The eve of the year’s end is here—and, as everyone else prepares for the holiday rush, savvy traders are finishing up their last minute exchanges amid the final week of the trading year. Both Treasury notes and bonds are set to see their last round of trades for 2014 this week, and much of the activity in the U.S. bond market took place this past Monday.
Monday, Treasury bonds retreated lower amid the final round of U.S. government bond auctions for the year.
Recent trading saw the benchmark 10-year note yield reach 2.183 percent, higher than Friday’s 2.178 percent yield. Remember: when bond prices fall (or, in this case, retreat), their yields rise.
Early Monday afternoon saw the biggest trade of the market’s close take place. The U.S. government, at the time, auctioned off $27 billion worth of 2-year Treasury notes.
The auction was the first leg of their $104 billion worth of new Treasury debts planned for auction throughout much of the open week. Many of those debts are offered in maturities spanning two years to seven years.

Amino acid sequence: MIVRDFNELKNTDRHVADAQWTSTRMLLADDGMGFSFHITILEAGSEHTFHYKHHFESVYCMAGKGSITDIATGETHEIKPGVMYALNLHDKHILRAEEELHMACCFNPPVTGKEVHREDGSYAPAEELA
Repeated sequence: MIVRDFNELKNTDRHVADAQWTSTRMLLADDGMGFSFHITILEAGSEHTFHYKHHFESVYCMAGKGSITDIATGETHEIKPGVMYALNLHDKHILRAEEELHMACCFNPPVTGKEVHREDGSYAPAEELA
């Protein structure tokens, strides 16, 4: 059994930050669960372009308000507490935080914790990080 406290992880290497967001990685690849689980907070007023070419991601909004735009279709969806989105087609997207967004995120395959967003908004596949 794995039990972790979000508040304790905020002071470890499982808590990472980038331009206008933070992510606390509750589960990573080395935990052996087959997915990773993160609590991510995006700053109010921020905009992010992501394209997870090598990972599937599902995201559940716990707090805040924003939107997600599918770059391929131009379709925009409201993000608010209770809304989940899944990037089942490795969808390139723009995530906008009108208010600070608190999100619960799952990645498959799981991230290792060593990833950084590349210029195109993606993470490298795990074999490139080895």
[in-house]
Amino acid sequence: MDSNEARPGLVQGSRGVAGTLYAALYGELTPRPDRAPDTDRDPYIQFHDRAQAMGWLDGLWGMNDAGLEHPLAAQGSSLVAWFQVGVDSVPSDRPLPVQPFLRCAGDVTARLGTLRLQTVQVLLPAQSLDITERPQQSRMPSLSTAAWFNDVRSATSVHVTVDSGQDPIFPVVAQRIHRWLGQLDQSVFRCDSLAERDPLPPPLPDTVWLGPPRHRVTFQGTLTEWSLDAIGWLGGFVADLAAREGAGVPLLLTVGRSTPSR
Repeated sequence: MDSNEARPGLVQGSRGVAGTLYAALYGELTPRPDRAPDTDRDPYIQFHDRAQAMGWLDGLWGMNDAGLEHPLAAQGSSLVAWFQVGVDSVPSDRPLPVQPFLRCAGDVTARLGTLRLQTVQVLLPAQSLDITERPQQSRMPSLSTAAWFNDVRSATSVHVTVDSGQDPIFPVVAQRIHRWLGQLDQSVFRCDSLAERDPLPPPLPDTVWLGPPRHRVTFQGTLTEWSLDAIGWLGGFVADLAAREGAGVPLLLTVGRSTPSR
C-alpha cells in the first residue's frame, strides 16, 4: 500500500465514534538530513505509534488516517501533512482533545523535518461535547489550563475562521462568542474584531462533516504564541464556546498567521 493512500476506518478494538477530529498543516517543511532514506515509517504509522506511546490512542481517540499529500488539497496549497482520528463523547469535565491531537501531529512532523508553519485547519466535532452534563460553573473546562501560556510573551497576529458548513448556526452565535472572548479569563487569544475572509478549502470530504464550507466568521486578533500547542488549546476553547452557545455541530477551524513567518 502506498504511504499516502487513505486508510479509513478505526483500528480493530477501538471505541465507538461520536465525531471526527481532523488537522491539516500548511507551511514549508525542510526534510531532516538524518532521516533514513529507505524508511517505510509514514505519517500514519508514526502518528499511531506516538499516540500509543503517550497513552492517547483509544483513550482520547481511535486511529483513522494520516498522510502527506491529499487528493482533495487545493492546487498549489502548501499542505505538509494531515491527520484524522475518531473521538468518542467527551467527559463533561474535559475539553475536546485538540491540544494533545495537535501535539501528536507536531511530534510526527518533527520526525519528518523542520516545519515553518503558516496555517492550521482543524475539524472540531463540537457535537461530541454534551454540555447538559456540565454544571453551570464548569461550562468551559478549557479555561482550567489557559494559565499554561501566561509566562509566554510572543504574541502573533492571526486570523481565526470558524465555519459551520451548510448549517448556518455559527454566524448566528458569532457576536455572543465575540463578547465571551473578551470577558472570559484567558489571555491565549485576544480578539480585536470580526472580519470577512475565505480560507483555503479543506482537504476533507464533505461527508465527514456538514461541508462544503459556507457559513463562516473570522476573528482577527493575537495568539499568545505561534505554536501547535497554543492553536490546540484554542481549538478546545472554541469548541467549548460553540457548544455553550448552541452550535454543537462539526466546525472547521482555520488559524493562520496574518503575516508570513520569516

The new bond sales are essentially the ‘icing’ on an already sweet year for U.S. government bonds. The relatively stability of these government debts made them very attractive to investors throughout 2014, setting them on pace in their strongest year since 2011.
Demand caused the 10-year note’s price to rise, taking yields down pass the 3 percent benchmark from the start of the year.
Investors also saw good returns through this year—the best since 2011. Treasury bonds returned as much as 4.91 percent this year.
Although some trading is expected to close out the week, most traders expect much of its normally frenetic activity to quell as the holiday break kicks in. Many traders naturally take time away from the market, also causing lower market liquidity that may make bond price changes look more ‘exaggerated’ than they usually look.
Market observers expect new Treasury bond sales to be a big ‘focus’ over the next week for that reason.